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Gene Ess: Sandbox and Sanctum

Wayne Zade By

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Guitarist Gene Ess came to jazz via country rock and blues clubs frequented by US service personnel in Okinawa, classical music studies at George Mason University, and performance studies at Berklee before he hit the New York scene. Upon arriving there, he established key contacts with Matthew Garrison, son of bassist Jimmy; Rashied Ali, one of John Coltrane's last drummers; and Ravi Coltrane, John's son. Ess's early jazz listening centered around recordings by John Coltrane. As he revealed in a 2001 interview for All About Jazz, it was early on in New York that he began to formulate his ambition of writing his own music. Sandbox and Sanctum, Ess's third album under his own name, successfully shows how far he has come in realizing his goal. The restless ghost of John Coltrane could be said to inspire the music he presents here.

The title of the recording calls to mind two famous works of British Romantic poetry, William Blake's Songs of Innocence and Experience and William Wordsworth's "Intimations of Immortality From Recollections of Early Childhood, which begins with the line, "The Child is father of the Man. Ess's young son, Ryo, is featured at age two in a photograph on the album, as is Gene Ess himself at the same age, and Ess dedicated the album to Ryo.

But Sandbox and Sanctum is no romanticized, idyllic portrait of childhood. Just as happy children can have bad dreams and be afraid of a dark side they only imagine—the stuff of fairy tales—Ess brilliantly mixes compositional colors throughout the album. He has achieved a delicate tonal balance that unites this "song cycle for quartet, as Ess subtitles the album, perhaps echoing John Coltrane's A Love Supreme, also for quartet.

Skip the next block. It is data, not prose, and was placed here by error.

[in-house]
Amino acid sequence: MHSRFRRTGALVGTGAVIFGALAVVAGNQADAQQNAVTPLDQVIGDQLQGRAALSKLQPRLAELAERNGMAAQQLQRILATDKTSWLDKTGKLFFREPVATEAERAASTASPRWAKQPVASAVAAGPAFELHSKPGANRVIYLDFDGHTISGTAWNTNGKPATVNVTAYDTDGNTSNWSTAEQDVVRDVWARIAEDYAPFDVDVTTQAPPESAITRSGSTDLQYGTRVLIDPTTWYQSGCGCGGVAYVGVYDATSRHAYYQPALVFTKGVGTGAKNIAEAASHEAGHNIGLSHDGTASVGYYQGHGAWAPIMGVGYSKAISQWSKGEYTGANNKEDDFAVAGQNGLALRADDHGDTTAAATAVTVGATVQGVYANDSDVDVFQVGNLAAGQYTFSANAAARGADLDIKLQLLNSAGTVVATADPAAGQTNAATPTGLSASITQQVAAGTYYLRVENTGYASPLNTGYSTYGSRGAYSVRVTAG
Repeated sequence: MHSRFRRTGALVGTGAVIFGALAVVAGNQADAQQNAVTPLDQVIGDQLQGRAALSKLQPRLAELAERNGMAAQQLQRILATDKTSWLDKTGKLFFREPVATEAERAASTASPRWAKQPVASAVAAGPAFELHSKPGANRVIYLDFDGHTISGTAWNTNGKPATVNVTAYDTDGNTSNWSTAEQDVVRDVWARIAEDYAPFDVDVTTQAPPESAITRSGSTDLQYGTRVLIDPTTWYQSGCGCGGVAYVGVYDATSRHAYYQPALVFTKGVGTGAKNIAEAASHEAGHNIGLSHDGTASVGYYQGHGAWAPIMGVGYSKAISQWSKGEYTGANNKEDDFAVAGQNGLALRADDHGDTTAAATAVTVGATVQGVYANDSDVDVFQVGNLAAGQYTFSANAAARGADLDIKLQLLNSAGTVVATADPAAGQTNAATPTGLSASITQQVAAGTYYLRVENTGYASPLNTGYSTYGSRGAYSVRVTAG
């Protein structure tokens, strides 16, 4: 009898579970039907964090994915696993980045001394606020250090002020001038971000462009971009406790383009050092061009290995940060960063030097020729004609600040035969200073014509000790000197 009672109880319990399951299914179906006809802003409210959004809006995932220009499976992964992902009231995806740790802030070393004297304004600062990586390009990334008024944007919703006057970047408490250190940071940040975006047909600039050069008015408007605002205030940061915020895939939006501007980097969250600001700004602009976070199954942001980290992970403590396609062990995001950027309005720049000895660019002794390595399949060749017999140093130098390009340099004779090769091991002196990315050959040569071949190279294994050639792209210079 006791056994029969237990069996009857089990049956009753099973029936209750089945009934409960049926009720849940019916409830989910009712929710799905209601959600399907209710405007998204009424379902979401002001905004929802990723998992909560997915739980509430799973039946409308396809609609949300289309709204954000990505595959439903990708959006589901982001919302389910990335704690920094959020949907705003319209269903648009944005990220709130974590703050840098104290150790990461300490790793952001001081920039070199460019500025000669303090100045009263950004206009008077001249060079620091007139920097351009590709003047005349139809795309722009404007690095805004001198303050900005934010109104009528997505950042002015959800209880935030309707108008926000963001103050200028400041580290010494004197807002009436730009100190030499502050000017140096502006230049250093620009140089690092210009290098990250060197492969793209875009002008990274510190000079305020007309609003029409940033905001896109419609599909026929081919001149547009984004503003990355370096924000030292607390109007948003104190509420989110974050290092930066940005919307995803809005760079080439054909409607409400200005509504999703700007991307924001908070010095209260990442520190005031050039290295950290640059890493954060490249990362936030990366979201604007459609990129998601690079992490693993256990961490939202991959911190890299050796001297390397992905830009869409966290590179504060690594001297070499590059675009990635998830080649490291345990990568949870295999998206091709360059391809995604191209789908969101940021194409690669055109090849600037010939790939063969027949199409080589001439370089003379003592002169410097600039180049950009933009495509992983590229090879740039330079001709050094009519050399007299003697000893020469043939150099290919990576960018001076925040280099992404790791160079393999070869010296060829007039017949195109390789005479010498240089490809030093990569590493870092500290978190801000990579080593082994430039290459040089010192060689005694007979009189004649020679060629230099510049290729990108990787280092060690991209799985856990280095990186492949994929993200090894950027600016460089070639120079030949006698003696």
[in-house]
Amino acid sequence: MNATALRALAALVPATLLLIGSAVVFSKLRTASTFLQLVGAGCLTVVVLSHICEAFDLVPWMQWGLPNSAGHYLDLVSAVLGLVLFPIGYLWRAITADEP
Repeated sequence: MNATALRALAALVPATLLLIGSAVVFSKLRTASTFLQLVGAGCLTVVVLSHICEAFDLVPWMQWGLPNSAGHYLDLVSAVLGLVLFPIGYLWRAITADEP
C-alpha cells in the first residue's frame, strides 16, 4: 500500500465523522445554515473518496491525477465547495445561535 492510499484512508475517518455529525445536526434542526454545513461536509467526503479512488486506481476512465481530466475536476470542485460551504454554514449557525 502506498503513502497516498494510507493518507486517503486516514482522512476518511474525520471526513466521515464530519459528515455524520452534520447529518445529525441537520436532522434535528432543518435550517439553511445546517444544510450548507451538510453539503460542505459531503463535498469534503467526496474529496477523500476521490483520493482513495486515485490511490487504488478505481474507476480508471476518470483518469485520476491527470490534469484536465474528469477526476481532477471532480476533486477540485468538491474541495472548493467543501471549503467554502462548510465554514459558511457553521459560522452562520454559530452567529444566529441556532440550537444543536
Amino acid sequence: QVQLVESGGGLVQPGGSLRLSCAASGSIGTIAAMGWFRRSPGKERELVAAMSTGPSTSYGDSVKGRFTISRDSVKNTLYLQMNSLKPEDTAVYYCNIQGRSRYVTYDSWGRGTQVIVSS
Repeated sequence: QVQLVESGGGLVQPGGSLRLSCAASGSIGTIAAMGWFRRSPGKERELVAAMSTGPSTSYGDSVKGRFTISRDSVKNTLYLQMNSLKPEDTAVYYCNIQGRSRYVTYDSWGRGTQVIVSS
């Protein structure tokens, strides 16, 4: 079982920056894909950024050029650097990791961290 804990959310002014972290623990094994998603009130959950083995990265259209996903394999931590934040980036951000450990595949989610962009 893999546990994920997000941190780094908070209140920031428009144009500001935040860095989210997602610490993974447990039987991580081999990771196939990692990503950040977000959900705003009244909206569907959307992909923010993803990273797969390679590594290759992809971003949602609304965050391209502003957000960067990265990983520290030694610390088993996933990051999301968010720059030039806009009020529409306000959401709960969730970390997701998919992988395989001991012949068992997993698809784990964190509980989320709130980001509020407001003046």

While a listener might think of Pat Metheny or John Abercrombie or even Grant Green now and then, Ess here really sounds like no one else on guitar: he is his own man. In his solos, his front line playing with the very fine tenor and soprano saxophonist Donny McCaslin (next time: more soprano!), and his comping, Ess is a full-fledged master of taste and touch. His solos are model essays of eloquence and compression. His very special moments occur on acoustic guitar on "Ballad for a Swordsman and a very electric rock-ish "Sun Matsuri.

Just as John Coltrane thrived on a dynamic collaboration with drummer Elvin Jones (as well as Rashied Ali), Ess and drummer Gene Jackson share an intense chemistry on this album. Check out "Baptisma Pyros and "Ask the Guru for evidence of their bond. Jackson manages some fine calypso rhythms in the album's closer, "Kerama Processional as well.

Gene Ess was personally involved in every production detail for Sandbox and Sanctum, and the labor of the love behind the album truly shows. Along with bassist Harvie S (this "S stands for solid and supple), these musicians play like they've been together as a band for a long time. May they continue to play together for a good long time.

Visit Gene Ess on the web.


Track Listing: Free 2 Fast; Ryo; Baptisma Pyros; Ballad for a Swordsman; Ask the Guru; Noh Country; Sun Matsuri; Kerama Pocession.

Personnel: Gene Ess: guitar; Donny McCaslin: tenor and soprano saxophone; Harvie S: bass; Gene Jackson: drums.

Title: Sandbox and Sanctum | Year Released: 2005 | Record Label: SIMP Records

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